January 30, 2013
It has been a week since I wrote here. I would like to say that I spent all week perfecting my toad in the hole recipe. And while it is true that tonight I made possibly the best toad in the hole (along with mashed potatoes and onion gravy) that was ever made …
… but it really had more to do with research and politics and simple laziness.
I’ve written a hundred or more tweets this week, but I missed it here.
January 23, 2013
Earlier this month about fifty people attended the Heritage and Neighbourhood Character Workshop that was organized as part of the ongoing Grandview Community Plan. If you missed it (or even if you were there) you still have a chance to participate in answering the questions that formed the basis of that evening’s event. Until the end of January you can go online at http://fluidsurveys.com/s/GWPlanHeritage/ to answer the City’s questionnaire and to leave your comments. Retention and use of our heritage is a vital part of Grandview’s future and your views about it should be heard.
Another way to get involved is to follow the work of the Grandview Heritage Group and to attend their monthly meetings at Britannia. The next meeting is this Thursday and they have a busy and exciting agenda. I hope to see many of you there!
January 21, 2013
A few days ago I was chatting to a friend who, in passing, mentioned that she would never shop at the Super Valu supermarket at First and Commercial. She didn’t give any reasons, but she was adamant about it. I thought that odd, because it is my favourite store. We buy specific supplies at a number of places on the Drive and around the neighbourhood, but the bulk of our basic grocery shopping is from SuperValu. I’ve used it regularly for more than twenty years and it has become a firm favourite for the ever-loving.
What is so good about it? Well, the fruit and vegetables are as good in quality and selection as anywhere else on the Drive in my opinion. A decade or so ago that might not have been true, but they have made significant strides to improve their offerings and the prices are at least comparable with others. And there is the wonderful meat department where I always find good quality meats at competitive prices. Moreover, the butcher has always been happy to cut and package whatever I need. We don’t use many processed foods, but the range on the shelves seems to be wide and cosmopolitan.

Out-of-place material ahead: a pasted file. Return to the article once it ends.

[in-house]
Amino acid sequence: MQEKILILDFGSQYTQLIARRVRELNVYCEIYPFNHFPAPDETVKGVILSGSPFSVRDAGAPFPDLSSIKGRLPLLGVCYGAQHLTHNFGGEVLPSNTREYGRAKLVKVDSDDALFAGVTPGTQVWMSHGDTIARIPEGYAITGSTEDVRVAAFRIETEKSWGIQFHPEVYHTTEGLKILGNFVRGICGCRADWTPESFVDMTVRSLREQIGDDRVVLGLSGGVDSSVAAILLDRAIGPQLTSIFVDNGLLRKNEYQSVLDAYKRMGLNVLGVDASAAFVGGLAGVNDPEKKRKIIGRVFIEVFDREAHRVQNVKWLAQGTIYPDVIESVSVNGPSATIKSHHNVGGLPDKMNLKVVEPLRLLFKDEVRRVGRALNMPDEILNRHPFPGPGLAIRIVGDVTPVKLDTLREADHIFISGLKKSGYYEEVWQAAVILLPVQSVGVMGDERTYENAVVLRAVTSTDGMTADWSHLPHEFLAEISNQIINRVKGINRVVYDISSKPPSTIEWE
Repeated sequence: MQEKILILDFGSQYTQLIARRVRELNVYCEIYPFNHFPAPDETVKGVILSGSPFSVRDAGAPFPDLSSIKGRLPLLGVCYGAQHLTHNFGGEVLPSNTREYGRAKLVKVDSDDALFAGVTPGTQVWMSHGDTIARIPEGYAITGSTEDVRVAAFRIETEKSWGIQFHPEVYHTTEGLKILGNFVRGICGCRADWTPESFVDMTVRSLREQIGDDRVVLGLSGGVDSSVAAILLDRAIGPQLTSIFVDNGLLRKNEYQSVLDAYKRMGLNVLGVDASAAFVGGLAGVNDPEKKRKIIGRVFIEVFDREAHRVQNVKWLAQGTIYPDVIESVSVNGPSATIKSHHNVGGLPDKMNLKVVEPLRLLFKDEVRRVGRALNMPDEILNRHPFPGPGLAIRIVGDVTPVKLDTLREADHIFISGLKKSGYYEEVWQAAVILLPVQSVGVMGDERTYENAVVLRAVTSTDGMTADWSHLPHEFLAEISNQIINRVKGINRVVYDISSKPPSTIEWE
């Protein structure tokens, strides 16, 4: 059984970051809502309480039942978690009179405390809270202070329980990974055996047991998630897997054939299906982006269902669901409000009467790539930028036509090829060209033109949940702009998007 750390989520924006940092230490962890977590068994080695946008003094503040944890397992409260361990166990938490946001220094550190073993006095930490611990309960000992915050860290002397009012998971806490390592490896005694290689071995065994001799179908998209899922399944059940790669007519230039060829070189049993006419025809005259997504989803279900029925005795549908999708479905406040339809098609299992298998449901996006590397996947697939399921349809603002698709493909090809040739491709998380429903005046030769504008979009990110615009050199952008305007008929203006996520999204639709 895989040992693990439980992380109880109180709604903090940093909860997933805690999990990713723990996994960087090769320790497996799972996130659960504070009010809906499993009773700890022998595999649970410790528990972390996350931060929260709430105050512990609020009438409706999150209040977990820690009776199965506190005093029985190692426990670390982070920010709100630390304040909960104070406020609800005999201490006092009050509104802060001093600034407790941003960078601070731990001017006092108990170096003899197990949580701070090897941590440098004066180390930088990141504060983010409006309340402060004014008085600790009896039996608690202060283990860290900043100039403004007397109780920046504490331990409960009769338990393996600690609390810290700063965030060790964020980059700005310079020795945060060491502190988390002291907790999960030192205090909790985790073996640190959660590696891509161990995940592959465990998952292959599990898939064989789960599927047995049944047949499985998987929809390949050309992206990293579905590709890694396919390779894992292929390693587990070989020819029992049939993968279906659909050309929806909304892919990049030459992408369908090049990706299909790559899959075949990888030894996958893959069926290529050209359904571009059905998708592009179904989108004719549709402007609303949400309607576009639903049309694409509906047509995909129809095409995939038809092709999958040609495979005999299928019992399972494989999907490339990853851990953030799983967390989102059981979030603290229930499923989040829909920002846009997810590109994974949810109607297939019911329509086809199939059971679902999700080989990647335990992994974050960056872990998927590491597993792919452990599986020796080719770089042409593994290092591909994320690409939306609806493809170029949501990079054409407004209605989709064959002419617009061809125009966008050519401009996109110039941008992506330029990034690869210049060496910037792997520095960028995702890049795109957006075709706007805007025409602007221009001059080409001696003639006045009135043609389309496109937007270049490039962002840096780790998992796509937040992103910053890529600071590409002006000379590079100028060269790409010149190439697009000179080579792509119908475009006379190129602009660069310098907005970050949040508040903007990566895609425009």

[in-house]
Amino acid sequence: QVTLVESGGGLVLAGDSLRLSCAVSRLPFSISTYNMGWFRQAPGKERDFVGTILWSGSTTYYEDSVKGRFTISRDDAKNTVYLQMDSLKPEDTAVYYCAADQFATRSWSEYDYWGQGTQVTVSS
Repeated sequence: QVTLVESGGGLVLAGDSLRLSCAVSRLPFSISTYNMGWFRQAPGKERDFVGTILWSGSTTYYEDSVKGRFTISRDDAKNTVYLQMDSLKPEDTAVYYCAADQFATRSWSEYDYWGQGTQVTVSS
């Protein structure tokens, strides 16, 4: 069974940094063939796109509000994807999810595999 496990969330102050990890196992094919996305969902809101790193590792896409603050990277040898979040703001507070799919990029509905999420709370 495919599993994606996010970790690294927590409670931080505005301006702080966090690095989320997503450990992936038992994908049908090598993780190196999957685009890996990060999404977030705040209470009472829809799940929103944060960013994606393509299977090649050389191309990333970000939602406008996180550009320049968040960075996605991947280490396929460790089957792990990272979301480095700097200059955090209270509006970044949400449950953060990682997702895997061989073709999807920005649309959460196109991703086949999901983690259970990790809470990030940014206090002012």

The help we get from the butcher is symptomatic of the fine level of service — including deliveries and special orders — that I always receive throughout the store, from managers, stackers, cashiers.
I know this reads like a sponsored ad, but the truth is I really appreciate the care they take of us. Besides, Super Valu has been a part of this neighbourhood for almost sixty years, and I’m sure that some of the older residents will remember the weekend barbecues they used to have in their car park in the 60s. It is a fine local store and deserves our patronage.
January 21, 2013
Bob Ransford is no dummy, but that certainly doesn’t mean he gets everything right. And in today’s Vancouver Sun column he manages to get most things wrong.
Ransford is a property developer, a property developer’s shill, and a supporter of the pro-development Vision Vancouver movement. His article posits a number of positions that flow from this: all complaints about developments today are from anti-development activists — wrong; that the loudness of today’s complaints is only because of social media — wrong; that we must keep building or the city will die — wrong.
He suggests that some local councils have been scared off by the actions of certain activists. There is an upsurge in activism against certain development proposals; but this is being pushed by general disatisfaction with the proposals thoughout the neighbourhoods. Sure there are some activists out front — just like there are lead developers on the other side. I doubt that Ransford gets down and dirty on the streets enough to understand or appreciate the breadth of the opposition. He clearly fails to mention that most of the people who speak at the protests and at City Hall are not anti-development; they are, in fact, simply opposed to specific developments that in the public’s opinion will wreck communities — not the same thing at all.
He claims that the current noise about unbounded development across Vancouver is “amplified well beyond its real volume thanks to the viral force of social media.” Such nonsense. What is happening is that the real volume of discontent has finally found a voice in social media that was previously denied to it by media moguls and their pro-development lapdog columnists. That the volume of annoyance comes as a suprise to people like Ransford once again shows their lack of real engagement on the ground.